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  • Writer's pictureMOSH JD

Will your employee's next job be with your company?

Updated: Feb 5

A recent survey indicates 44% of employees are "job seekers" looking to leave their current employer

(Willis Towers Watson’s 2022 Global Benefits Attitudes Survey).


That’s bad news for their HR and recruiting teams.


5 do's and don'ts to promote internal career pathing and retain talent.


Employees are leaving their current employer in record numbers as the great resignation shows no signs of slowing down. Wages, medical benefits, time off, and other employee benefits packages all play a big part in resignation statistics, however, internal communications & internal recruiting of these positions have also been well documented culprits contributing to employee turnover. Here are 5 do's and don'ts to improve your internal recruiting and career pathing efforts.


Employees leaving their job


DO promote your internal job openings to current employees in an easy-to-access online catalog


Employees are inundated with resources to shop for their next career move on 100’s of external job boards, recruiter outreach, career fair events, and personal networks. Your internal postings should be as strong if not a stronger resource to position opportunities often to meet your employee interests and career pathing needs.


DON'T rely on managers to advertise opportunities to employees


Unless you have a solid process for recognizing and rewarding managers for internal mobility successes… let’s admit it, even the most well intentioned managers recognize the pain that comes with their best employees leaving their team for a new role. Managers may be reluctant to share open roles if it means losing a key team member.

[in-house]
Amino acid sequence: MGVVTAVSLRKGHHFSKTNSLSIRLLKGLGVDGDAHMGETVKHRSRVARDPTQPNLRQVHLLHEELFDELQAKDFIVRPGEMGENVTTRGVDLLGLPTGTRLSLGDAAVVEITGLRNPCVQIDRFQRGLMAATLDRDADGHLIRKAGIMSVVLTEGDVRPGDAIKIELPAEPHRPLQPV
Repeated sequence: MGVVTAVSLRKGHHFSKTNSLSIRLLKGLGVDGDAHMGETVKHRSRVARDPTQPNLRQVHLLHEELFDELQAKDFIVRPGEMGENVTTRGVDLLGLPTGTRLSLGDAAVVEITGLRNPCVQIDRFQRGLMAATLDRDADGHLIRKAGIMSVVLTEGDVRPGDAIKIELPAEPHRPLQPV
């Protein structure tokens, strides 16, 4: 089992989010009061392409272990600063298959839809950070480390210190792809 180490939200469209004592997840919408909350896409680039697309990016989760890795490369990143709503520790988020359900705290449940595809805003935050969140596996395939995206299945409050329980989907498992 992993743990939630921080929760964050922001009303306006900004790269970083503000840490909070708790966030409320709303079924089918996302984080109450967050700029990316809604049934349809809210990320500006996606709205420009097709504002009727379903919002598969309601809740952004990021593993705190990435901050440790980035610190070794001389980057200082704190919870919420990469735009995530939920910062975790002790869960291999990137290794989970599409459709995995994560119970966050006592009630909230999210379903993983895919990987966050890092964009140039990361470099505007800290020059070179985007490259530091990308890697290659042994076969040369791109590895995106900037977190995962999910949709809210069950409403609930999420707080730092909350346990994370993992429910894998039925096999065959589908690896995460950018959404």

DO incorporate employee referral programs into internal mobility conversations & job posting tools


If an employee is shopping for their next role, they’re likely to spot other roles that are a good fit for friends in their network. Implementing this practice will help you recruit new talent while incentivizing employees to refer friends all while advancing their career with your company. Let's face it- who doesn't like to work with friends?


Do promote pay increases with specificity and transparency


Traditionally internal job transfers were known to be light on pay and heavy on title improvements. Today, employees have never had better access to pay trends and rates related to their roles. If you pay under market rates it’s ok, but don’t miss the opportunity for transparency and purposeful strategies to highlight why your org is a great place to work despite paying undermarket. 20% of candidates surveyed said they would leave for the same pay - implying other factors are at play outside of pay. However, over half (56%) of workers said they would leave for a just a 5% pay increase. Don't miss your opportunity to demonstrate the full value your company brings to the your employee.



DON'T make the career path requirements a mystery.


Your job description should clearly define essential and nice-to-have skills employees can work towards to achieve career advancement. Laying out what skills are required to advance from role to role will provide motivated staff a simple roadmap they can follow to achieve their goals at your organization.


Retention can be increased simply by enhancing the internal mobility and recruiting experience.

For years, the internal mobility process has been clouded with uncertainty, leaving employees looking elsewhere for career advancement opportunities. By providing a clear path of advancement and what is required to get their employers can increase retention by providing employees an alternative to leaving to get what they want.


It all starts with setting clear expectations through accurate job descriptions and career path maps.


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